By Sarah McNeal
How an Easterner Writes A Western
When I write paranormals, I’m usually creating a fictional world, maybe combined with places I really know like Wilmington, North Carolina or Central Pennsylvania. Westerns present, on the other hand, need research. Although I’ve been to most of the western states and lived for a year in Nebraska and a year in Texas, there is much I don’t know about the western part of the United States. So, when I began writing westerns, I chose the state of Wyoming because it was wild, filled with independent thinkers and the first state to give women the vote. I had been there once on a trip with friends and fell in love with its rolling hills and wide open spaces. I remember getting out of the car and sitting on the hood of the car looking at the untamed landscape. A few wild buffalo were grazing nearby just below a bluff that overlooked the flat plains. I felt a kind of wild freedom mixed with fear. There I was, exposed to everything nature had: wolves, a buffalo stampede and, if I had lived a hundred years or so ago, Indians, perhaps Lakota.
I had to investigate everything about Wyoming except for the visual impression it left on me. I got out my trusty road atlas and found just the right spot in the hills on the western front that sat right against the Great Teton Mountains. I put my fictional town of Hazard beside the Green River, that runs parallel to the mountains and cradled in the hills right where I needed it to be.
I also had to study the great Lakota Indians and learn their beliefs and culture. Two of my characters are part Lakota.
The more I learned, the more I grew in respect and admiration. I went to a Lakota website, Lakota Prayers and Ceremonies (White Deer of Autumn) , and found some very useful ceremonies. Here is one of about smoking the ceremonial pipe:
Chanunpa Wakan (sacred pipe)
Connects the physical world with the spiritual world—the link between Earth and sky. SMOKE is our words, the fire in the pipe is the fire of the sun which is the source of all life. Tobacco is used because the roots go deep into the earth and its smoke rises into the sky.
“The ceremony invokes the relationship of the energies of the universe, and ultimately, the Great Spirit, and the bond made between earthly and spiritual realms is not to be broken.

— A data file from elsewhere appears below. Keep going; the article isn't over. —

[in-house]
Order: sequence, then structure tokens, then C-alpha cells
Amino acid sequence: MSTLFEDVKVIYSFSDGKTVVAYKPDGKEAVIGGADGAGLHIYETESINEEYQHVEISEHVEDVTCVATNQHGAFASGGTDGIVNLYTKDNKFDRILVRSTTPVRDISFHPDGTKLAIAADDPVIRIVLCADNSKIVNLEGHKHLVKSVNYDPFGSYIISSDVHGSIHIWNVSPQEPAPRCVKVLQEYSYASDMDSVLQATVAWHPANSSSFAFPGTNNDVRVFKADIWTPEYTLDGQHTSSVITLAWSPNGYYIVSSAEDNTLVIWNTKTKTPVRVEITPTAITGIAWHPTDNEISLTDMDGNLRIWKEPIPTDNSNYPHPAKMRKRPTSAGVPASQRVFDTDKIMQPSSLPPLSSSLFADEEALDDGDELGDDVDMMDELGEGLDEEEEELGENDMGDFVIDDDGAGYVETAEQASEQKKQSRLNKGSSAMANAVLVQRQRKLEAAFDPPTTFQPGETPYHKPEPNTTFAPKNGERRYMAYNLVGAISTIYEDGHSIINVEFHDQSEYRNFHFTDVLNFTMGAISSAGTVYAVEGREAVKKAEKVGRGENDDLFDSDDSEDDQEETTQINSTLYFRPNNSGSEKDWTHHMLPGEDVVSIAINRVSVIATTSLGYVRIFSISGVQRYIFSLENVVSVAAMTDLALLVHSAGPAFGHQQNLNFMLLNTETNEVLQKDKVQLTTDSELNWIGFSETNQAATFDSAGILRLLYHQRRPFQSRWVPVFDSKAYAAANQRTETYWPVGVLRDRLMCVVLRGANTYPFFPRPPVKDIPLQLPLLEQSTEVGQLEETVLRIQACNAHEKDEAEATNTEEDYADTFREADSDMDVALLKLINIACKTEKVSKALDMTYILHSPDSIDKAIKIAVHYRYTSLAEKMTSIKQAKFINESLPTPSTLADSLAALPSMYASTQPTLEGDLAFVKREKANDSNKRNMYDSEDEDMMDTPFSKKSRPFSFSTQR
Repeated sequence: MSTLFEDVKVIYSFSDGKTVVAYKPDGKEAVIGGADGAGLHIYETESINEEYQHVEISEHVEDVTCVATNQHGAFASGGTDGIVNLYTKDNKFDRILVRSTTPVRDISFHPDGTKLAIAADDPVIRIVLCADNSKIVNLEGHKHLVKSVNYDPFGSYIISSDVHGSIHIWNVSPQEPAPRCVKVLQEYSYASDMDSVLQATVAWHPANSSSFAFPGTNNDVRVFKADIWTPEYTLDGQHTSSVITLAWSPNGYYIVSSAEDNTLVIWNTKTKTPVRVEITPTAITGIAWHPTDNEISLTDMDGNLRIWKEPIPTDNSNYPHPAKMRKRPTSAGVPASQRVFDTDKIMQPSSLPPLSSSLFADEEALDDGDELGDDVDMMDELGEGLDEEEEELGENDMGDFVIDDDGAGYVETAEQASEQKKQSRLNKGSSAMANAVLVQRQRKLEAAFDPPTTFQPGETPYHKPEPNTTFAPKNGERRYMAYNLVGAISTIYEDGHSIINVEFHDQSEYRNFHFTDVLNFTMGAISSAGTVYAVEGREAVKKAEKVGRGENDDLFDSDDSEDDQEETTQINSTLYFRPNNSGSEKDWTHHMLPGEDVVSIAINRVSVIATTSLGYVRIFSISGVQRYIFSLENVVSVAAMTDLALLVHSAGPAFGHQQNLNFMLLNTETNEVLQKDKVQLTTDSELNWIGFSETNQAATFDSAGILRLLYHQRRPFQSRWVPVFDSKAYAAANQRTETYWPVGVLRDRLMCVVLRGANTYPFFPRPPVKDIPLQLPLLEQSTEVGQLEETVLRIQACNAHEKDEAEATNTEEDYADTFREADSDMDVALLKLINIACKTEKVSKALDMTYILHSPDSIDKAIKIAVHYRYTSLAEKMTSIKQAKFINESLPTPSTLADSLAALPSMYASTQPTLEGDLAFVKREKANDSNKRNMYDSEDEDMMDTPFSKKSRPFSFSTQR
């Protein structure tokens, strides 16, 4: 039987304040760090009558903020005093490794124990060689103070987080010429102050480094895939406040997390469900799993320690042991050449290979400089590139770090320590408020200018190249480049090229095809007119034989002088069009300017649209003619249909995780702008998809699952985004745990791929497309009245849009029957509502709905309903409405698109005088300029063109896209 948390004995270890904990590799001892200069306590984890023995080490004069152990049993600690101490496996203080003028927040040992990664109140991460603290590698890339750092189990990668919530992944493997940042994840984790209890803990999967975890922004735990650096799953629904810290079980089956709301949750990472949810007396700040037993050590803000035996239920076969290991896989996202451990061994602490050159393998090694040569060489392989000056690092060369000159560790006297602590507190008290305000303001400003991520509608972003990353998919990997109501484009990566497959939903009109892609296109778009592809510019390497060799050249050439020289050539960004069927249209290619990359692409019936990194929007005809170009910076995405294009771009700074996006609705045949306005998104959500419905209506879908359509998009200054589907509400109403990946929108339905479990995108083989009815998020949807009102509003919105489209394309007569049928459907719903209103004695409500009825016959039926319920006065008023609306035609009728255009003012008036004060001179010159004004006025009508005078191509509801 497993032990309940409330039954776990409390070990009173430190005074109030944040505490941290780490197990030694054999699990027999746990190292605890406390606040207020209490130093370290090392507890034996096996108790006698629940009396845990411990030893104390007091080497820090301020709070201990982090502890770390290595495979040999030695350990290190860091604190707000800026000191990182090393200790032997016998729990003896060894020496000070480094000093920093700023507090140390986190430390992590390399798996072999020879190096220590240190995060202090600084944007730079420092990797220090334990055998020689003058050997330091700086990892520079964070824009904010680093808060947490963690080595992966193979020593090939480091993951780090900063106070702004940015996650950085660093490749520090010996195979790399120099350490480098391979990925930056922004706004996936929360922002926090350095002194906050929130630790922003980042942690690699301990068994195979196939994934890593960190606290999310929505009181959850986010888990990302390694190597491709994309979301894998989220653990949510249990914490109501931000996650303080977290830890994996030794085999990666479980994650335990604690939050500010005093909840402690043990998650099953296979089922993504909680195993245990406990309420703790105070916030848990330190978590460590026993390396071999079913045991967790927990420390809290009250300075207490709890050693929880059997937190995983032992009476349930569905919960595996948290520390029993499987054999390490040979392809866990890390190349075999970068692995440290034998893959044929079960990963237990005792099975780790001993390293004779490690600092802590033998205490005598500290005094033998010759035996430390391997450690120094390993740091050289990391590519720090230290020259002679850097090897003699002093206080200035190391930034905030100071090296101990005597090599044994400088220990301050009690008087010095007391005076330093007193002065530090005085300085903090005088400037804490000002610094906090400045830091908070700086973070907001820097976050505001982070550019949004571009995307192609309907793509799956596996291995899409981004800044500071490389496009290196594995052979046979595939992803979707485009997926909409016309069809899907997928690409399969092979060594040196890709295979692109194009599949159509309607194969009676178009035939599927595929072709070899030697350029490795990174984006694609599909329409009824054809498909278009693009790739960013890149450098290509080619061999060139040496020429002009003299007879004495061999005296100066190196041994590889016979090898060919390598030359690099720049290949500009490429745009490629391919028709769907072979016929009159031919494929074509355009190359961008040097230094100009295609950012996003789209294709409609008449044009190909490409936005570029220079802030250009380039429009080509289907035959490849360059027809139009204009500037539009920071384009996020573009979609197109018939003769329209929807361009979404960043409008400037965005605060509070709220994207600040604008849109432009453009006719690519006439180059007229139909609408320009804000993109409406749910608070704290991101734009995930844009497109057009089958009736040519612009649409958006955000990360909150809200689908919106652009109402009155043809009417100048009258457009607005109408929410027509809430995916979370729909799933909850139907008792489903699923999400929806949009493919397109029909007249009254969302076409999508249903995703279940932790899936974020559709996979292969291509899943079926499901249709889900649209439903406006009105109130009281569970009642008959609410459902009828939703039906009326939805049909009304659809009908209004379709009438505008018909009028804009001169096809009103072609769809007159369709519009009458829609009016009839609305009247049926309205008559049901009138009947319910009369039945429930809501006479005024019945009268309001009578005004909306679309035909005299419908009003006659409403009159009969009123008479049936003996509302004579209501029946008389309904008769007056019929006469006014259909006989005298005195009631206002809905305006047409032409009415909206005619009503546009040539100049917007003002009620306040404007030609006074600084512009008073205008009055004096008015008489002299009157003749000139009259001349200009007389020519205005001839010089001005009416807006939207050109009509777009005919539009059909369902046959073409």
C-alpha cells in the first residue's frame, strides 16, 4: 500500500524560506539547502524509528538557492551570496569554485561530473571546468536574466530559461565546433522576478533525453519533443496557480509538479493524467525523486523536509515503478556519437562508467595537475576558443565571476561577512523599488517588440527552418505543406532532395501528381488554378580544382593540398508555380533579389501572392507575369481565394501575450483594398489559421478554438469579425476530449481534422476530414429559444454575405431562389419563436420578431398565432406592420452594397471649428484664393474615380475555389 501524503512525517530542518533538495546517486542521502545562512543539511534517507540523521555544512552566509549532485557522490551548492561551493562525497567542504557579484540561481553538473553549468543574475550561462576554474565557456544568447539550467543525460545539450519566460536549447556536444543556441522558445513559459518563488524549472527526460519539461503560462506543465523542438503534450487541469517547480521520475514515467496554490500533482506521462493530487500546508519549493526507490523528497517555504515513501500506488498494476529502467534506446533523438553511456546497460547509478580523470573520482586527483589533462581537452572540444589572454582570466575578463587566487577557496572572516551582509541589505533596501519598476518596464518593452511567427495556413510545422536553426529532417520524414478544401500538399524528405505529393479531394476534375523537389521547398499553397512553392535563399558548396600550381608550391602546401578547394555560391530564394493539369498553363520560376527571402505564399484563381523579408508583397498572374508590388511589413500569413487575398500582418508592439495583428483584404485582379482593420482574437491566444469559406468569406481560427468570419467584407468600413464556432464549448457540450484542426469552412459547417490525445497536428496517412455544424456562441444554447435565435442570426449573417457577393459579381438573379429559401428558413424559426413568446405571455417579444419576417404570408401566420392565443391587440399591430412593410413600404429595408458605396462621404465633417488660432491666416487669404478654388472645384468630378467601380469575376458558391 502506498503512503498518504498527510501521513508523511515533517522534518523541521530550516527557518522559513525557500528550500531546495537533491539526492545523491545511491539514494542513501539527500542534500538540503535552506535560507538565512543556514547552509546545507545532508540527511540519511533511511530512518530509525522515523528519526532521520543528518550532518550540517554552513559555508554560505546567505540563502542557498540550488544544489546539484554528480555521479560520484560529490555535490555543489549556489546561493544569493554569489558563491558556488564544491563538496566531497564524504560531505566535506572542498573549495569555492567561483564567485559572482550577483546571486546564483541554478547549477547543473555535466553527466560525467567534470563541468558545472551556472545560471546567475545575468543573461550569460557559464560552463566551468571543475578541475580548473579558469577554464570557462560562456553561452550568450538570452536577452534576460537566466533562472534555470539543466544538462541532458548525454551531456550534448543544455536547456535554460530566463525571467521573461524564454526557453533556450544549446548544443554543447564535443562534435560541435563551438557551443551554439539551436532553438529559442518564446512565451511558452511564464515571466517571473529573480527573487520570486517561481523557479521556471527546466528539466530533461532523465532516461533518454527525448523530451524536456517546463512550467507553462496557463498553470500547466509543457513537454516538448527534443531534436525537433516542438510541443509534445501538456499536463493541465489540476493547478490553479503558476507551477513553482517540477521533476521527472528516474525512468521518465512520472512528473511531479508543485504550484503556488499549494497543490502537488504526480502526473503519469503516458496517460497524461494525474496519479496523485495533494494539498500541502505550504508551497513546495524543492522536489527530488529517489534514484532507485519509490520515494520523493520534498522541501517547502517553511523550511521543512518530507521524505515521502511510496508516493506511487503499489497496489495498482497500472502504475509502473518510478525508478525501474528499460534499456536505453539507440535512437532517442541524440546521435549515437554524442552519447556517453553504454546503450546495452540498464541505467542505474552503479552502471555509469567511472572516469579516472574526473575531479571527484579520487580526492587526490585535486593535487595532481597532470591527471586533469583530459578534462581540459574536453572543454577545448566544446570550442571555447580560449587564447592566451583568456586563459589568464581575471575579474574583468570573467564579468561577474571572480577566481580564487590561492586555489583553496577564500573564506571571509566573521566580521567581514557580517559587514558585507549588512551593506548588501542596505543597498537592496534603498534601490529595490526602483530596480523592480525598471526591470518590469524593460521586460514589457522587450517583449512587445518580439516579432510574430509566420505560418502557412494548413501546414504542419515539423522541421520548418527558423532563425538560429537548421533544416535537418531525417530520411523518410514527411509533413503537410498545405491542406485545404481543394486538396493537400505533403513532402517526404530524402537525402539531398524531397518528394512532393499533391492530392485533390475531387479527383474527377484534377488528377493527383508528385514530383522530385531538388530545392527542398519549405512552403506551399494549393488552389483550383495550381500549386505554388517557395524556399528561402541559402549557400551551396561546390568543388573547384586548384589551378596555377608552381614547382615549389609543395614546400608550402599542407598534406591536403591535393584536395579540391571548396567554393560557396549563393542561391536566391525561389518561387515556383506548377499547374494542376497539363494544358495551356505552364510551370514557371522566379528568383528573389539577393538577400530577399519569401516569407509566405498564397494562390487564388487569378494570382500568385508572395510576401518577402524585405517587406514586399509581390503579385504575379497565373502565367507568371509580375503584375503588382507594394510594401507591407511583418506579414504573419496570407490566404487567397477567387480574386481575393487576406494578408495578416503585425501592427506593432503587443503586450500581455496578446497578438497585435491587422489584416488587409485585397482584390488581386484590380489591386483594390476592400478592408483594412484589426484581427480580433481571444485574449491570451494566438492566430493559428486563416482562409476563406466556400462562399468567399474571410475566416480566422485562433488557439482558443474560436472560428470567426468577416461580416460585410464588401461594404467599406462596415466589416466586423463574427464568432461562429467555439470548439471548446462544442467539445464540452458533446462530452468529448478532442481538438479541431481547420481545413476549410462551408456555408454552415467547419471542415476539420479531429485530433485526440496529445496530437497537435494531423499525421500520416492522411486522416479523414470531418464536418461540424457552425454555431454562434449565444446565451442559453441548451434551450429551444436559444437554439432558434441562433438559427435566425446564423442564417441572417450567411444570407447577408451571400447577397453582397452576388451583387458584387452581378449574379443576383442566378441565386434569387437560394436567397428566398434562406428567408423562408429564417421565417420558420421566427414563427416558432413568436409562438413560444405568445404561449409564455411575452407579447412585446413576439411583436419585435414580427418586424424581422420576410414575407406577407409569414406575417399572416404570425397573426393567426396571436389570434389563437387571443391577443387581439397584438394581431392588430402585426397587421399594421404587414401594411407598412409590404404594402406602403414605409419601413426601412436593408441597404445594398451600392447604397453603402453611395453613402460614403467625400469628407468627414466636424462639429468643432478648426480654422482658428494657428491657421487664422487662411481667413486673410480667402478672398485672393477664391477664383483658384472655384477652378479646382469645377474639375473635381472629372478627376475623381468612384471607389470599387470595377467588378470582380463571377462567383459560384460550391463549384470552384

The healing ceremony is intended to call upon and thank the six energies. (the four directions, the sky and earth—and the Great Spirit.
I used this ceremony in For Love of Banjo when he returns from the war in Europe and becomes acquainted with his uncle.
Another Lakota ceremony is smudging, a ritual that continues today.
A mixture of sage, sweet grass and tobacco in the sacred pipe and blown over the person and fanned with an eagle feather. The prayer is carried to the Great Spirit on the wings of the Eagle. It clears out negative energy and brings peace and relaxation—allows the person to put spiritual difficulties to rest.
(From “Secret Native American Pathways” by
Information for the ceremonies obtained from Native American Ceremonies and Prayers.
I also had to study the time period of each of my works in progress. Harmonica Joe’s
Reluctant Bride takes place in 1910. To be honest, I was very surprised to learn that industrial advancements had already begun by that time. Automobiles, although not mass produced, did exist and so did electricity. Wyoming had not become part of the grid yet, but New York City had electric street lights and more and more homes were converting to electricity on the eastern seaboard. My western characters had heard, or maybe even seen some of these modern conveniences even though they didn’t own them. Of course, my heroine, Lola, came from the future in a mysterious old trunk and was well acquainted with the modern world, but not so Joe Wilding. Being a man of science, Joe was very curious about the advancements around him and read about some of these marvels.
When I wrote the sequel, For Love of Banjo, many things had advanced. During this WWI story, planes were introduced as well as armored tanks. Clothes and social norms also changed dramatically between 1916 and 1918 in which my story took place.
1918 clothing and WWI Fighter Plane
An older character, Joe’s father, Ben Wilding, is enamored with modern things. He buys a tractor for the ranch which proves to be an important factor in a particular scene.
My father was born in 1912 and his history both in pictures and words helped to give me a perspective of this time in American history. I’m grateful for these memories he shared with me.
From my personal history handed down by my dad to my research of these time periods, I built a fictional world that I hope conveys the way life truly was from 1910 to 1918. Making an historical story believable takes time and effort, but so very worth it. Readers should be transported to the time and place in a story so they can experience it almost like actually being there. That’s half the fun in any historical, but even more so in a time travel story. Readers want to feel what the transported person feels when first discovering that have arrived back in time.
HARMONICA JOE'S RELUCTANT BRIDE
A haunted house, a trunk and a date with destiny.
FOR LOVE OF BANJO
Deceit stands between Banjo Wilding’s love for
and his search for the father he never knew. Maggie O’Leary
Banjo Wilding wears a borrowed name and bears the scars and reputation of a lurid past. To earn the right to ask for
’s hand, he must find his
father and make something of himself. Margaret
Will either of them find happiness?
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